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*Although being a Philosophy Grad Student, phrases like that actually come up in class (Metaphysics mostly) that don’t mean the same platitude. Sometimes it’s hard to distinguish.

About those last five pages…(New Moon Ch. 21.2)

February 28, 2012 Leave a comment

Two weeks ago (I’ve been bad at this) I concluded by complaining that as chapter 21 ended, we still had five more pages to go. Then I misplaced my book, I don’t know where it went but I assume that it has something to do with my daughter (you think I do this for myself?), she tends to hide things on me. Three year olds are like that. This week I knew that i needed to write something, anything really that was new in order to hang on to the relatively few readers that I have. Every week I re-read the previous post in order to get my bearing and re-establish the horrible memories that my academic brain had blocked out the week before.

Then I read this line from last post, “ they walk by Heidi and some other people that are going to stand trial. It’s a useless detail, utterly useless because we don’t need to know who they are, nor get hinted at as to their fate. I’m willing to bet that we don’t even need to know who Heidi is either.

Re-reading that line, and then checking the blog of the other person that also subjects themselves to this horrible horrible adventure i realized something: this is a lot more insidious than it sounds. Bella makes a point about Heidi being dressed revealingly, and that she’s leading a crowd of people, a crowd so large that Bella had to press against the wall to let them pass.* They aren’t in chains, they aren’t in shackles, in fact they are being led by her so as far as we know they are coming of their own volition. By the time Bella and company get down the hall the screaming starts.

Ok, so I understood that my comment last week that they were going to be tried for some crime against vampiredom, but given the time that it took for them to get into the room and the time the screaming started (almost zero) I have to amend that statement. They aren’t vampires, they are food. Bella doesn’t register any kind of moral objection? Fine. I’ll accept that because she was just almost killed and I hear that it can be pretty traumatic itself.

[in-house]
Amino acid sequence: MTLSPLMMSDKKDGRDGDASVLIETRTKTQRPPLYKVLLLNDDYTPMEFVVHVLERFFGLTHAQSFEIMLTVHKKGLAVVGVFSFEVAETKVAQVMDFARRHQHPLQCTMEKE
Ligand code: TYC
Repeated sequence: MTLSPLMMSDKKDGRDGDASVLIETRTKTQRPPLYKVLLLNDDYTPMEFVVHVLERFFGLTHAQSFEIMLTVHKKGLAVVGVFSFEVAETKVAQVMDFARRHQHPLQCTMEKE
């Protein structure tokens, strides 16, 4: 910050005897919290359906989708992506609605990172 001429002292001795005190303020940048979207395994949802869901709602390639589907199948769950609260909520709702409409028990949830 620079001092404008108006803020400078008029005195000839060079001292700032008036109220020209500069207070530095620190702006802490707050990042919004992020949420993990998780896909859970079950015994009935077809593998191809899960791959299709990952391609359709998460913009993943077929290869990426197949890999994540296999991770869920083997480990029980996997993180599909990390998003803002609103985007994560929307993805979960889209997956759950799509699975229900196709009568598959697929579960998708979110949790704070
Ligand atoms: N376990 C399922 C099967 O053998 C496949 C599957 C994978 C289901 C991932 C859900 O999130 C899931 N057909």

What I want to be concerned with is what those people thought they were going to do? I won’t get into my fellow blogger’s complaint that those people are going to go missing. That’s probably why they were lured in during a tourist event. No one in that small town is going to miss tourists, if in fact anyone noticed that they were gone. They were being lured by a scantily clad extremely beautiful woman (it’s not that specific but given the gushing descriptions that Meyer has attributed to all  the vampires in this novel I think it is safe to assume) through a sewer and then a large stone hallway I think they thought they were headed to an orgy.

How else could she do it? If a beautiful woman tells you to she wants to invite you to a party you might go. When she gets another person, you might be done, by the fifth person if you aren’t getting skittish it means you are either oblivious or into it. What else could she have promised them? Why else would she need the tantalizing gear? Remember, these are the good guys, the bad guy is still in the woods of North Eastern Washington State.

I just needed to be clear. If I do the next book, I’m counting the accidental porn.

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*I apologize for the lack of quotations but, again, I can’t find the book.

Pornography (New Moon Ch. 21)

February 16, 2012 Leave a comment

Brendan Gill, a writer for the New Yorker once defined pornography as being a film in which you notice that the characters spend more time going through doors, getting in and out of cars, in other words–transitioning from one location to another then doing anything else.* While this sort of definition leaves out the more visceral substance of pornography it makes sense. The characters, aren’t really characters at all, they are place holders for the action. There is no real plot development, no character growth, nothing that we could say that we learned–perhaps other than the bill for the cable guy is apparently open to interpretation. By Gill’s definition we might actually be able to say that Twilight is pornography.

No it’s not porn porn, but it’s a type of porn. It’s certainly fantasy fulfillment for a certain segment of the population. I would be open to debate on this topic because like the characters in actual porn, there is no development. The plot is merely a vehicle for certain situations to develop, and if I read this book to myself while someone plays bass in the background the similarities really work in my favor. We have had one character, pining for another, throw herself into the arms of a third, all the while ignoring any facet of common sense, and who (as Gill points out) constantly changes scenery. In fact the first four pages of this chapter detail a walk through two hallways, a couple of doors; to which even Bella remarks as to the endlessness of it. Which is pretty bad considering that Bella is the stand in for the author. When even the creator is sick of something in their world one has to wonder why it’s there in the first place.**